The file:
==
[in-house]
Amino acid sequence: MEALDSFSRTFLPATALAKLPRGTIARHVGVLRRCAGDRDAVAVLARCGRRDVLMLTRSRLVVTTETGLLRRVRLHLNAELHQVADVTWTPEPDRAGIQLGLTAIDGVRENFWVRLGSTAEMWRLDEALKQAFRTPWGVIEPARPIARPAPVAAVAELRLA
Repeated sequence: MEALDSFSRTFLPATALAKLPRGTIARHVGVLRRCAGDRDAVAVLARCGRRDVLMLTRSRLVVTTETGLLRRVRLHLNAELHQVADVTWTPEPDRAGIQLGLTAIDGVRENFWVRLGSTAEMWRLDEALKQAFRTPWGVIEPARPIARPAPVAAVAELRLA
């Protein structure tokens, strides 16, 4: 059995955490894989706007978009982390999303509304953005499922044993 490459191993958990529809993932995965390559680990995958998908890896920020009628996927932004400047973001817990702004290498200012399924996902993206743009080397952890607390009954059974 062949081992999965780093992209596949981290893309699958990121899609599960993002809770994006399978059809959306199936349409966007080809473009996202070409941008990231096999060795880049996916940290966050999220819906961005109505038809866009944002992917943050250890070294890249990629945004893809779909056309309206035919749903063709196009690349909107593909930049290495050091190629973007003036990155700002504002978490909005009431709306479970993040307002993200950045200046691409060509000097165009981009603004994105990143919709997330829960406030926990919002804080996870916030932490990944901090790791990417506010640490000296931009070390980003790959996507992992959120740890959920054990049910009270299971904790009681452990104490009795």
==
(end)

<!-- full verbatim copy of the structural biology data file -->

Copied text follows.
[in-house]
Amino acid sequence: MEALDSFSRTFLPATALAKLPRGTIARHVGVLRRCAGDRDAVAVLARCGRRDVLMLTRSRLVVTTETGLLRRVRLHLNAELHQVADVTWTPEPDRAGIQLGLTAIDGVRENFWVRLGSTAEMWRLDEALKQAFRTPWGVIEPARPIARPAPVAAVAELRLA
Repeated sequence: MEALDSFSRTFLPATALAKLPRGTIARHVGVLRRCAGDRDAVAVLARCGRRDVLMLTRSRLVVTTETGLLRRVRLHLNAELHQVADVTWTPEPDRAGIQLGLTAIDGVRENFWVRLGSTAEMWRLDEALKQAFRTPWGVIEPARPIARPAPVAAVAELRLA
């Protein structure tokens, strides 16, 4: 059995955490894989706007978009982390999303509304953005499922044993 490459191993958990529809993932995965390559680990995958998908890896920020009628996927932004400047973001817990702004290498200012399924996902993206743009080397952890607390009954059974 062949081992999965780093992209596949981290893309699958990121899609599960993002809770994006399978059809959306199936349409966007080809473009996202070409941008990231096999060795880049996916940290966050999220819906961005109505038809866009944002992917943050250890070294890249990629945004893809779909056309309206035919749903063709196009690349909107593909930049290495050091190629973007003036990155700002504002978490909005009431709306479970993040307002993200950045200046691409060509000097165009981009603004994105990143919709997330829960406030926990919002804080996870916030932490990944901090790791990417506010640490000296931009070390980003790959996507992992959120740890959920054990049910009270299971904790009681452990104490009795």